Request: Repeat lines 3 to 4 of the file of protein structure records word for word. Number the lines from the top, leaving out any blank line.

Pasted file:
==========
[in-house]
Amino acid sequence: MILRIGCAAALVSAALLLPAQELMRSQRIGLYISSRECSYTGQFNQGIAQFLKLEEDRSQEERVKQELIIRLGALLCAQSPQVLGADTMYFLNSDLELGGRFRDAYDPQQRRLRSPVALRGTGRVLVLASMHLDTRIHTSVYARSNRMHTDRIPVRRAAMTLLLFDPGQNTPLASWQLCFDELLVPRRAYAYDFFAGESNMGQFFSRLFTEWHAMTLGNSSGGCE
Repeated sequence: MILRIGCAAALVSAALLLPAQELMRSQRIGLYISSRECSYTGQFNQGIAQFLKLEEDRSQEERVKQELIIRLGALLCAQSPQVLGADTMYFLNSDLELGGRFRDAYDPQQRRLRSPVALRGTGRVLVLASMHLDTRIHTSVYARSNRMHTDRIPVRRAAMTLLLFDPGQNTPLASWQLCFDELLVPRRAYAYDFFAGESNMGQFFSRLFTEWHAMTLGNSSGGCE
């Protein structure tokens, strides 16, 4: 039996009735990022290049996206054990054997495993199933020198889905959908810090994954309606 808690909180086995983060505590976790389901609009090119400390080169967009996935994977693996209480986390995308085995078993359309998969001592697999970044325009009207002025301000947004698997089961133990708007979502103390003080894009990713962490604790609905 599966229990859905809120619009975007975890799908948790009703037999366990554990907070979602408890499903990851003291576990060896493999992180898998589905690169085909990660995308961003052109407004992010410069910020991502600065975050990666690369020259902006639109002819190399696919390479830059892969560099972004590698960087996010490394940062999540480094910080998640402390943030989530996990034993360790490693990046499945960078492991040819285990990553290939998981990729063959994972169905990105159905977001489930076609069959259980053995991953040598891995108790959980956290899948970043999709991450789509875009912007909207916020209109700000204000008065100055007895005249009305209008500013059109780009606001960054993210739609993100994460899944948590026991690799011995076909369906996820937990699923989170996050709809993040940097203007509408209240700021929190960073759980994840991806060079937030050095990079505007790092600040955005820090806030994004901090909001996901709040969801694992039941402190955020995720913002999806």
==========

Repeated sequence: MILRIGCAAALVSAALLLPAQELMRSQRIGLYISSRECSYTGQFNQGIAQFLKLEEDRSQEERVKQELIIRLGALLCAQSPQVLGADTMYFLNSDLELGGRFRDAYDPQQRRLRSPVALRGTGRVLVLASMHLDTRIHTSVYARSNRMHTDRIPVRRAAMTLLLFDPGQNTPLASWQLCFDELLVPRRAYAYDFFAGESNMGQFFSRLFTEWHAMTLGNSSGGCE
């Protein structure tokens, strides 16, 4: 039996009735990022290049996206054990054997495993199933020198889905959908810090994954309606 808690909180086995983060505590976790389901609009090119400390080169967009996935994977693996209480986390995308085995078993359309998969001592697999970044325009009207002025301000947004698997089961133990708007979502103390003080894009990713962490604790609905 599966229990859905809120619009975007975890799908948790009703037999366990554990907070979602408890499903990851003291576990060896493999992180898998589905690169085909990660995308961003052109407004992010410069910020991502600065975050990666690369020259902006639109002819190399696919390479830059892969560099972004590698960087996010490394940062999540480094910080998640402390943030989530996990034993360790490693990046499945960078492991040819285990990553290939998981990729063959994972169905990105159905977001489930076609069959259980053995991953040598891995108790959980956290899948970043999709991450789509875009912007909207916020209109700000204000008065100055007895005249009305209008500013059109780009606001960054993210739609993100994460899944948590026991690799011995076909369906996820937990699923989170996050709809993040940097203007509408209240700021929190960073759980994840991806060079937030050095990079505007790092600040955005820090806030994004901090909001996901709040969801694992039941402190955020995720913002999806």